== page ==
There are 45 Initiatives in Circulation — And More Coming
Former Gov. Hiram Johnson, recently posthumously inducted into the California Museum’s Hall of Fame, helped create California’s initiative process to break the stranglehold of the railroads on the state Legislature.
Johnson, a Sacramento native who was governor from 1911 to 1917, is likely spinning in his grave.
As of December 14, there are 45 measures being circulated for voter signatures, another 38 are awaiting titles and summaries by the Attorney General.
So far, three initiatives have qualified for the 2010 primary election – the most significant of which would create open primaries in 2012 allowing voters to cast a ballot for any candidate regardless of political affiliation. The top two vote getters advance to the November general election.
The Legislature’s recently approved $11 billion water bond is on the November ballot.
A measure that would particularly rile Johnson appears headed to the ballot, as well. It amends the state constitution to require local governments to get approval by two-thirds of their voters before providing electricity to new customers or expanding such service to new territories if any public funds or bonds are involved.
Bankrolled by Pacific, Gas & Electric, the statewide measure is designed to end a service area turf battle between the utility and the Sacramento Municipal Utility District.
While the number of initiatives in circulation or awaiting action by the Attorney General is high, the valid signatures of more than 433,000 voters are required to place a measure on the ballot, which amends state law. A constitutional change requires a minimum of nearly 700,000 valid signatures.
PG&E, for example, used paid signature gathers in their effort to reach the ballot. Many of the measures in circulation will not have the financial ability to do so and will, as a consequence, not reach the signature threshold for qualification.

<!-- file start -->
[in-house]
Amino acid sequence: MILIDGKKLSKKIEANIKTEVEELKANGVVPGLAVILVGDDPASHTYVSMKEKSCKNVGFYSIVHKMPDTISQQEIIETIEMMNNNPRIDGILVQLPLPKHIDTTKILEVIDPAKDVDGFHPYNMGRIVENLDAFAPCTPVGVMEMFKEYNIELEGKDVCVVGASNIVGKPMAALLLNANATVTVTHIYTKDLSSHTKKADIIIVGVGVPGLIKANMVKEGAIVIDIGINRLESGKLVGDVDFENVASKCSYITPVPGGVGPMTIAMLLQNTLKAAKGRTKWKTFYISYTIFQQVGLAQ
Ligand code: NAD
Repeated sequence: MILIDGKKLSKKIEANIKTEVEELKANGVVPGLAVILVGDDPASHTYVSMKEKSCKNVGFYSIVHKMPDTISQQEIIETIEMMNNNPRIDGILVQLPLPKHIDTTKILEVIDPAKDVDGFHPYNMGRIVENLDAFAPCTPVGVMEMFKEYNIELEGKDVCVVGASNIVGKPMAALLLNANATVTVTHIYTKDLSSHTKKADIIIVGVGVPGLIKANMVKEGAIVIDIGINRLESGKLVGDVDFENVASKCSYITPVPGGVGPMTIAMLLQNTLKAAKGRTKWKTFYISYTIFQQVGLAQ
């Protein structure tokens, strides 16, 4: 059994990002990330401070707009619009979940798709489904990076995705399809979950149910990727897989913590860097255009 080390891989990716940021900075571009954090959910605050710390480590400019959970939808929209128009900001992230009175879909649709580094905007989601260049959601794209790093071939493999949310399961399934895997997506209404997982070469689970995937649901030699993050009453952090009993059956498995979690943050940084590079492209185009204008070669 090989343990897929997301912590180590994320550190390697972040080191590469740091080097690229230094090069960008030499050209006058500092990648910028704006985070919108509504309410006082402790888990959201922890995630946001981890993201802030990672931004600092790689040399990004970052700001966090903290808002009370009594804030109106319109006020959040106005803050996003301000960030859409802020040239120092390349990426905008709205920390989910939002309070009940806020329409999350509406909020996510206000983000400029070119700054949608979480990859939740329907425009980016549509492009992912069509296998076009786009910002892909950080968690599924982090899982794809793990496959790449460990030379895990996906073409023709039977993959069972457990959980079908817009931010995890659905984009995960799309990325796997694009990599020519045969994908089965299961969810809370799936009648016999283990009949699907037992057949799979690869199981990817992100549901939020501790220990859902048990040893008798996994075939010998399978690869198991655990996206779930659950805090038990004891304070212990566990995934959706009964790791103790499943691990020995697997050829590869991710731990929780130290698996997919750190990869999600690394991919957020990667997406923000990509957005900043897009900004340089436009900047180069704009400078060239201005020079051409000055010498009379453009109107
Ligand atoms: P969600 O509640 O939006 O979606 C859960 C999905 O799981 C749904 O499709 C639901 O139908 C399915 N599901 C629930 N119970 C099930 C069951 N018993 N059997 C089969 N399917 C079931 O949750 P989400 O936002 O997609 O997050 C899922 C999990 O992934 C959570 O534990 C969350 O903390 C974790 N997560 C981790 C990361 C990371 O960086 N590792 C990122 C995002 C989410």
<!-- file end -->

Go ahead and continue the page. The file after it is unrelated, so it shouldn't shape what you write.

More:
The 45 measures in circulation show a healthy amount of dissatisfaction among some state voters over the status quo. One measure would convert the Legislature to a part-time body. Another would shorten the legislative session and cut the salaries of state lawmakers by at least 50 percent.
Yet another would require drug testing of lawmakers.
(Editor’s Note: Seems implicit – Don’t they voluntary seek the thankless job? What else could prompt such madness but drugs?)
Conversely, three measures – one backed by former Senate President Pro Tempore Don Perata, a candidate for mayor of Oakland, would legalize marijuana, then tax it.
A fourth legalizes marijuana and requires the release of non-violent marijuana offenders from jail.
One proposal seeks to lower the approval threshold for a budget from two-thirds to three-fifths. Another wants to lower the two-thirds to a simple majority for budget passage.
Several propose the political equivalent of a Hail Mary pass: Call a constitutional convention and rewrite the state constitution.
Two proposals would repeal some $1.7 billion in tax breaks demanded by Republicans to get sufficient votes to pass the February budget.
Two others would seek to unions from using dues or other wage deductions for political purposes. Previous measures on the issue have either failed to qualify or were defeated by voters, most recently Proposition 75 in the November 2005 special election.
Other proposals seek social change.
Couples could no longer divorce under one constitutional amendment. Five measures propose to amend the constitution to restore the right of same-sex couples to marry.
Voters approved Proposition 8 on the November 2008 ballot, which prohibited same sex marriages.
Two would require parental notification before a woman under the age of 18 gets an abortion. A third would include a mandatory waiting period.
The definition of a human being would be changed to include fertilized human eggs under another constitutional amendment.
The list of 38 proposed initiatives awaiting action from the Attorney General is inflated because several of the measures have multiple versions or extensive amendments, each of which counts toward the 38.
For example, there are three versions of the “California Cancer Research Act,” two of the “Best Practices Budget Accountability Act” and seven versions of a measure relating to community hospitals.
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